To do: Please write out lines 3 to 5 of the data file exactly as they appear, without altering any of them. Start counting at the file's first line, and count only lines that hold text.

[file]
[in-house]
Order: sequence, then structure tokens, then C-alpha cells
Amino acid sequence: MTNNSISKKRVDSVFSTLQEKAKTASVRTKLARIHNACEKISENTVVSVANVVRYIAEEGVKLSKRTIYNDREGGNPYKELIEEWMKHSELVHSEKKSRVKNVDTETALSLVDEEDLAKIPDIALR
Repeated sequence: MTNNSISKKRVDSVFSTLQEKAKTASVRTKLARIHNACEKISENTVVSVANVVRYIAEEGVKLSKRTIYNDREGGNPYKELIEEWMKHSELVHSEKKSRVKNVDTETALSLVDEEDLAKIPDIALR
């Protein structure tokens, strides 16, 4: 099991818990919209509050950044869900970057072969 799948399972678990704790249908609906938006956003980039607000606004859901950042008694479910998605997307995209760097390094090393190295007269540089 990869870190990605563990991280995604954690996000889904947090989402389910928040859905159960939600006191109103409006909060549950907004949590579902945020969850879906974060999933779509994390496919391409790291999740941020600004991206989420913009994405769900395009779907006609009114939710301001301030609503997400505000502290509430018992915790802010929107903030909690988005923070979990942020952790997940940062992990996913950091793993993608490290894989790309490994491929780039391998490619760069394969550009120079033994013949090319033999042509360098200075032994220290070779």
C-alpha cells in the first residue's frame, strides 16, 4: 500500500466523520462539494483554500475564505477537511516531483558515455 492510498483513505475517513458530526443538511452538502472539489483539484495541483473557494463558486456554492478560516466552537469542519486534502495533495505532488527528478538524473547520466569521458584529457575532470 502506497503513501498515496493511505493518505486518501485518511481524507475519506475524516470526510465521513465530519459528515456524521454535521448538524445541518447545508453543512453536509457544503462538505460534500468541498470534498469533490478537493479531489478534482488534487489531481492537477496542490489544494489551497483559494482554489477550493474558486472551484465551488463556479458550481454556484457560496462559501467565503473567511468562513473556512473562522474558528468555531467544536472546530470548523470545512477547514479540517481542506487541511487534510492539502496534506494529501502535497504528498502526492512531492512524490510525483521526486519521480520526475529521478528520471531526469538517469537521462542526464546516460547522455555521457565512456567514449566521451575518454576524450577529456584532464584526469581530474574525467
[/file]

Amino acid sequence: MTNNSISKKRVDSVFSTLQEKAKTASVRTKLARIHNACEKISENTVVSVANVVRYIAEEGVKLSKRTIYNDREGGNPYKELIEEWMKHSELVHSEKKSRVKNVDTETALSLVDEEDLAKIPDIALR
Repeated sequence: MTNNSISKKRVDSVFSTLQEKAKTASVRTKLARIHNACEKISENTVVSVANVVRYIAEEGVKLSKRTIYNDREGGNPYKELIEEWMKHSELVHSEKKSRVKNVDTETALSLVDEEDLAKIPDIALR
């Protein structure tokens, strides 16, 4: 099991818990919209509050950044869900970057072969 799948399972678990704790249908609906938006956003980039607000606004859901950042008694479910998605997307995209760097390094090393190295007269540089 990869870190990605563990991280995604954690996000889904947090989402389910928040859905159960939600006191109103409006909060549950907004949590579902945020969850879906974060999933779509994390496919391409790291999740941020600004991206989420913009994405769900395009779907006609009114939710301001301030609503997400505000502290509430018992915790802010929107903030909690988005923070979990942020952790997940940062992990996913950091793993993608490290894989790309490994491929780039391998490619760069394969550009120079033994013949090319033999042509360098200075032994220290070779």